This Is Why We Can’t Have Nice Things
Our beagle and his destruction of toys
Our beagle Charlie loves a new toy. If it’s furry or stuffed and it enters our house, he can sniff it out and will whine until we let him play with it.
Back in 2008, I bought my girlfriend a small Barack Obama finger puppet. Melanie was happy about the gift, but Charlie was even more excited, assuming it was for him. He whined and huff and puffed, and then he stared at it with envy as it hung on Melanie’s refrigerator.
Last year I caught a tennis ball while in the stands at a Washington Kastles tennis match in downtown Washington. I brought home the tennis ball and proudly displayed it on our book shelf. Charlie took one glance and decided it had to be his. Even when I hid it deep in the back of my closet, he would sit in front of the door and whine. This lasted for over a day. Eventually, I had to buy a new can of tennis balls and pretend that one of them was the one he was so intent on.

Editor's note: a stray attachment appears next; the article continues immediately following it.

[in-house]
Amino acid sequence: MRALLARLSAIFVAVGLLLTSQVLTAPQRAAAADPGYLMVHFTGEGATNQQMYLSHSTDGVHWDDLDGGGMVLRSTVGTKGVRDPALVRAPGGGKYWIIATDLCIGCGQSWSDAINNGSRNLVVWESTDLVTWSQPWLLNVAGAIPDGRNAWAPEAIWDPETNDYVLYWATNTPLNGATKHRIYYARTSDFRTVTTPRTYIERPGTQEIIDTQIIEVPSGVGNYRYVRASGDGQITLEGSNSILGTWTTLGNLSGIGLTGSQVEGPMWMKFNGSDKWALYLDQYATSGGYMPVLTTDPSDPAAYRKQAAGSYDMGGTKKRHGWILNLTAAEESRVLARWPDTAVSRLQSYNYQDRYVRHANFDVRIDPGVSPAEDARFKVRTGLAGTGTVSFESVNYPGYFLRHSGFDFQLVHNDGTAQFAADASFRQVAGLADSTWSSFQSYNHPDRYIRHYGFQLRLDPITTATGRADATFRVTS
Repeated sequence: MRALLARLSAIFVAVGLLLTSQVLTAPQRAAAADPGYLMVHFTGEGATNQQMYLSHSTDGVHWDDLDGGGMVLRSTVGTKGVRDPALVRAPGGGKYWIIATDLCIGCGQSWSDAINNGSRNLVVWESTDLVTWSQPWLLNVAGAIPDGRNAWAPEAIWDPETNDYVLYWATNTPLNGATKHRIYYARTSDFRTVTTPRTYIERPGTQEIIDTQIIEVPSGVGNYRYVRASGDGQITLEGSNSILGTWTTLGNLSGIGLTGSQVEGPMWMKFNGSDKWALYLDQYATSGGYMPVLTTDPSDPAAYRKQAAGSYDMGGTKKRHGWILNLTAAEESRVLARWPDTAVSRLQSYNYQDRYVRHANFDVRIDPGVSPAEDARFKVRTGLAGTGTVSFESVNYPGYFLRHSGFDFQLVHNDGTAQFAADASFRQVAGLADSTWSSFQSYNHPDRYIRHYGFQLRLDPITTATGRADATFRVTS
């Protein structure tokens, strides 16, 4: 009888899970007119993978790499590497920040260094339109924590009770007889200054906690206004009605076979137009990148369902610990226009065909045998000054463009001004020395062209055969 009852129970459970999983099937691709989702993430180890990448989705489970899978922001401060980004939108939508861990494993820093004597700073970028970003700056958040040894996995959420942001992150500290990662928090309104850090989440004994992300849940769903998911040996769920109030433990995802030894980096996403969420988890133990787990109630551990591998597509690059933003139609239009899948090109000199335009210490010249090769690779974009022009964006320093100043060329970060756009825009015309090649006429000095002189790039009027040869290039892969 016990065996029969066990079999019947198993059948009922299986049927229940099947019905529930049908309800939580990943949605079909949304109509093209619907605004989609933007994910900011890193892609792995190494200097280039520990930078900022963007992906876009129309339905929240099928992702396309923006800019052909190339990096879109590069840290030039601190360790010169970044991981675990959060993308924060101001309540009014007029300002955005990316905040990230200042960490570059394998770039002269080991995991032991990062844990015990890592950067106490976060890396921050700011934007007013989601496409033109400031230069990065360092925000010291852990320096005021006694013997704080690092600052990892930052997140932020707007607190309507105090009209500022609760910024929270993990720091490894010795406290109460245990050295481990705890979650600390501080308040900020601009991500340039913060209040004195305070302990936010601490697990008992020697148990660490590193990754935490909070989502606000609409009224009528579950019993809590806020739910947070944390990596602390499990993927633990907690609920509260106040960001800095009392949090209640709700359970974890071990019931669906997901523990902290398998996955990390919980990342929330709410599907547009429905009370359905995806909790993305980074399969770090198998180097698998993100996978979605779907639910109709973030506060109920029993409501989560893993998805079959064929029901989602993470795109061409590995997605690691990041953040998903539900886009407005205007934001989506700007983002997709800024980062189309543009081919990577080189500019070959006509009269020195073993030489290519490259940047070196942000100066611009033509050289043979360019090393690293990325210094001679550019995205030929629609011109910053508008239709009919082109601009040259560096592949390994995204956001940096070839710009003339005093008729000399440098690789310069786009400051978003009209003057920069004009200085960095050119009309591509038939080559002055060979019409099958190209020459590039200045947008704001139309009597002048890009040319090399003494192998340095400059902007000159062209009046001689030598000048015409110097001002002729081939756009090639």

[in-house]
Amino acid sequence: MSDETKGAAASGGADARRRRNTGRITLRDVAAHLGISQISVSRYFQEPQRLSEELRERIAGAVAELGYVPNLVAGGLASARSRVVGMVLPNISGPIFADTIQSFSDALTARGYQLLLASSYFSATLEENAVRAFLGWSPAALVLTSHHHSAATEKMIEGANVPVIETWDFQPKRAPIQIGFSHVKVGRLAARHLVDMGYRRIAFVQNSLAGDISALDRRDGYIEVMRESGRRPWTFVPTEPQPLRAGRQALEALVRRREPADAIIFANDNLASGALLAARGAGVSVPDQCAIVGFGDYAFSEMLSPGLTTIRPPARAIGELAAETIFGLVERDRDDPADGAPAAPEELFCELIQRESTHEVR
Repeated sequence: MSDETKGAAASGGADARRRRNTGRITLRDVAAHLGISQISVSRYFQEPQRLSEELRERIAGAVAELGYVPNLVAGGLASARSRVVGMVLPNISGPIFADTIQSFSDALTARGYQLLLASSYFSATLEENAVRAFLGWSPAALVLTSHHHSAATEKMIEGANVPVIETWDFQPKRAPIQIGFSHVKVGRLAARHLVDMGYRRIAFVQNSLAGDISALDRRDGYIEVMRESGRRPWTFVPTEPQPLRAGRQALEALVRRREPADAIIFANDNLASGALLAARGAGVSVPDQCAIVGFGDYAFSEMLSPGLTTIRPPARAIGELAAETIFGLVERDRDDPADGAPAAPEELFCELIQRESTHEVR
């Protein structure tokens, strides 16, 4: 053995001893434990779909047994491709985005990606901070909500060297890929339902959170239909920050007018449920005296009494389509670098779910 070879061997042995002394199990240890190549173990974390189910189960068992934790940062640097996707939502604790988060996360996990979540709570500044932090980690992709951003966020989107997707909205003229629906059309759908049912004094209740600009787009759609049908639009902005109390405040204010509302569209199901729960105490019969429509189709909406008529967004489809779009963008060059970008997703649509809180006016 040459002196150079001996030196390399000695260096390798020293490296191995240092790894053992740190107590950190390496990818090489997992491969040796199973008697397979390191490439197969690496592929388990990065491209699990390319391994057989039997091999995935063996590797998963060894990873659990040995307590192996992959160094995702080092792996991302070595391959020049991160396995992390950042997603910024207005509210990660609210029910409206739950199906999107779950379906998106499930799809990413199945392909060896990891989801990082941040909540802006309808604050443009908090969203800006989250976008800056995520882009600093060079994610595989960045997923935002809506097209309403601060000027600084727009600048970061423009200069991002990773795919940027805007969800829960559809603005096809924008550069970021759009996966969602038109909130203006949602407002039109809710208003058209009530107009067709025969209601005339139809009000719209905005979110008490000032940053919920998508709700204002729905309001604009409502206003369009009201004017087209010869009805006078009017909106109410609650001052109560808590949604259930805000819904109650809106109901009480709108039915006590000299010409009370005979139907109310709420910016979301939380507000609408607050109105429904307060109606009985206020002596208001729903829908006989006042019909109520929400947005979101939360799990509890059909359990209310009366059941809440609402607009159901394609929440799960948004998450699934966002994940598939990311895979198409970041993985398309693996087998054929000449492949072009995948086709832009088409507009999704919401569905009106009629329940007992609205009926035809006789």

The reason he can’t get near these things is because his way of playing with a toy is to tear it to shreds. Maybe he will first run around the yard with it in his mouth while I chase him. That’s fun and all. But after about 15 minutes he will get down on his belly, toy between his paws, and go to town.
With stuffed toys he is especially meticulous. Charlie will find a weak point on the toy, maybe a rip in the seams or a bulging eye he can grab hold of, and rip the toy open. It is amazing to watch him pull out the stuffing in his mouth, discard it to the side, and go back into the toy for more until it is completely eviscerated.
The other day we were excited to bring home a stuffed duck toy that doubled as a slingshot. I had visions of standing in the backyard slinging this thing for hours. Instead, Charlie fetched it, I chased, then he tore it open and spread the stuffing all over the yard. I traded it for a treat halfway through the disemboweling and hid the duck in my desk. It took the beagle about five minutes to find it and he was sitting in front of the desk whining, begging for more.
The duck still slings, but it just doesn’t have the same luster it used to. And now that the stuffing is gone, Charlie doesn’t have a whole lot of interest. All that anticipation for about 30 minutes of fun.
This, Charlie, is why you can’t have nice things.